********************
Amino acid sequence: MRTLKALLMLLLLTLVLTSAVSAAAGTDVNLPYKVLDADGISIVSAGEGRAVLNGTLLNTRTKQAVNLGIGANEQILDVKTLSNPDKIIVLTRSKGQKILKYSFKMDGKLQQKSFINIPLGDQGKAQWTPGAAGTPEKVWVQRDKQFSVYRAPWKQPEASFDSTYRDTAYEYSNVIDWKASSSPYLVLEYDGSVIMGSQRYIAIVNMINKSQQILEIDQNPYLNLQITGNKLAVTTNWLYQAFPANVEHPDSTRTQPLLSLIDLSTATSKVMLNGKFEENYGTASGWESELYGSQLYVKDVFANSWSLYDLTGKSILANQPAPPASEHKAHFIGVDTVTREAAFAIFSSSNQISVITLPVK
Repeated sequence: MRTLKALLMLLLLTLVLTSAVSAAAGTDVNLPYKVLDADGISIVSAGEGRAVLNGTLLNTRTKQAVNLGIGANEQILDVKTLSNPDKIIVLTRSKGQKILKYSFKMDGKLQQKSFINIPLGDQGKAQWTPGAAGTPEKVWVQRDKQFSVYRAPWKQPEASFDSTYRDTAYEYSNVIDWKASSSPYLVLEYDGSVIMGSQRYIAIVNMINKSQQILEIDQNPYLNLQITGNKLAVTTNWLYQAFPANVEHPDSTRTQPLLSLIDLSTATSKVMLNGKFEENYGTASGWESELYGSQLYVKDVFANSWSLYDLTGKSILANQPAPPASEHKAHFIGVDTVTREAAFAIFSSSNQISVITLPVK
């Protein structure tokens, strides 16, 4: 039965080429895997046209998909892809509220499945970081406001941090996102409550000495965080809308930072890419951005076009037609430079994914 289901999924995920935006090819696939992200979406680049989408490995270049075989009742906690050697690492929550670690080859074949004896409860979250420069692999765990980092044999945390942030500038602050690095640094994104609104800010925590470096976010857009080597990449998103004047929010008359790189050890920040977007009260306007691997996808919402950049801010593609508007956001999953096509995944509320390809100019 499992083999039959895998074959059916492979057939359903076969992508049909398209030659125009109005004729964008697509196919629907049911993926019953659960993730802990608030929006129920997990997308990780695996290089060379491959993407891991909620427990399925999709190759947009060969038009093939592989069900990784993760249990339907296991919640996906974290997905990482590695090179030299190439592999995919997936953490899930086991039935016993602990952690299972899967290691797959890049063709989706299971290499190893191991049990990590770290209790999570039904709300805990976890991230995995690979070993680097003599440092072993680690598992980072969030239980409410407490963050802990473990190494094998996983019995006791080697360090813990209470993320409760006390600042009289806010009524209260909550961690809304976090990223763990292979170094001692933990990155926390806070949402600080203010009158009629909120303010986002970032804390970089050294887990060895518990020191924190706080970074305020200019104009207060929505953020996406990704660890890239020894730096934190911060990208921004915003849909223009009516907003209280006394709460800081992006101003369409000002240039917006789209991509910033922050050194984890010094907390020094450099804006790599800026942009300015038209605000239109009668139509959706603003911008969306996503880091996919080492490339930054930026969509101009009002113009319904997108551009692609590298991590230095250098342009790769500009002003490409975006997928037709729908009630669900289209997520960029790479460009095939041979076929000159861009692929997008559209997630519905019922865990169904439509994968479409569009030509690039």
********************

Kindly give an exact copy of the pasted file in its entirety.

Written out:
Amino acid sequence: MRTLKALLMLLLLTLVLTSAVSAAAGTDVNLPYKVLDADGISIVSAGEGRAVLNGTLLNTRTKQAVNLGIGANEQILDVKTLSNPDKIIVLTRSKGQKILKYSFKMDGKLQQKSFINIPLGDQGKAQWTPGAAGTPEKVWVQRDKQFSVYRAPWKQPEASFDSTYRDTAYEYSNVIDWKASSSPYLVLEYDGSVIMGSQRYIAIVNMINKSQQILEIDQNPYLNLQITGNKLAVTTNWLYQAFPANVEHPDSTRTQPLLSLIDLSTATSKVMLNGKFEENYGTASGWESELYGSQLYVKDVFANSWSLYDLTGKSILANQPAPPASEHKAHFIGVDTVTREAAFAIFSSSNQISVITLPVK
Repeated sequence: MRTLKALLMLLLLTLVLTSAVSAAAGTDVNLPYKVLDADGISIVSAGEGRAVLNGTLLNTRTKQAVNLGIGANEQILDVKTLSNPDKIIVLTRSKGQKILKYSFKMDGKLQQKSFINIPLGDQGKAQWTPGAAGTPEKVWVQRDKQFSVYRAPWKQPEASFDSTYRDTAYEYSNVIDWKASSSPYLVLEYDGSVIMGSQRYIAIVNMINKSQQILEIDQNPYLNLQITGNKLAVTTNWLYQAFPANVEHPDSTRTQPLLSLIDLSTATSKVMLNGKFEENYGTASGWESELYGSQLYVKDVFANSWSLYDLTGKSILANQPAPPASEHKAHFIGVDTVTREAAFAIFSSSNQISVITLPVK
């Protein structure tokens, strides 16, 4: 039965080429895997046209998909892809509220499945970081406001941090996102409550000495965080809308930072890419951005076009037609430079994914 289901999924995920935006090819696939992200979406680049989408490995270049075989009742906690050697690492929550670690080859074949004896409860979250420069692999765990980092044999945390942030500038602050690095640094994104609104800010925590470096976010857009080597990449998103004047929010008359790189050890920040977007009260306007691997996808919402950049801010593609508007956001999953096509995944509320390809100019 499992083999039959895998074959059916492979057939359903076969992508049909398209030659125009109005004729964008697509196919629907049911993926019953659960993730802990608030929006129920997990997308990780695996290089060379491959993407891991909620427990399925999709190759947009060969038009093939592989069900990784993760249990339907296991919640996906974290997905990482590695090179030299190439592999995919997936953490899930086991039935016993602990952690299972899967290691797959890049063709989706299971290499190893191991049990990590770290209790999570039904709300805990976890991230995995690979070993680097003599440092072993680690598992980072969030239980409410407490963050802990473990190494094998996983019995006791080697360090813990209470993320409760006390600042009289806010009524209260909550961690809304976090990223763990292979170094001692933990990155926390806070949402600080203010009158009629909120303010986002970032804390970089050294887990060895518990020191924190706080970074305020200019104009207060929505953020996406990704660890890239020894730096934190911060990208921004915003849909223009009516907003209280006394709460800081992006101003369409000002240039917006789209991509910033922050050194984890010094907390020094450099804006790599800026942009300015038209605000239109009668139509959706603003911008969306996503880091996919080492490339930054930026969509101009009002113009319904997108551009692609590298991590230095250098342009790769500009002003490409975006997928037709729908009630669900289209997520960029790479460009095939041979076929000159861009692929997008559209997630519905019922865990169904439509994968479409569009030509690039």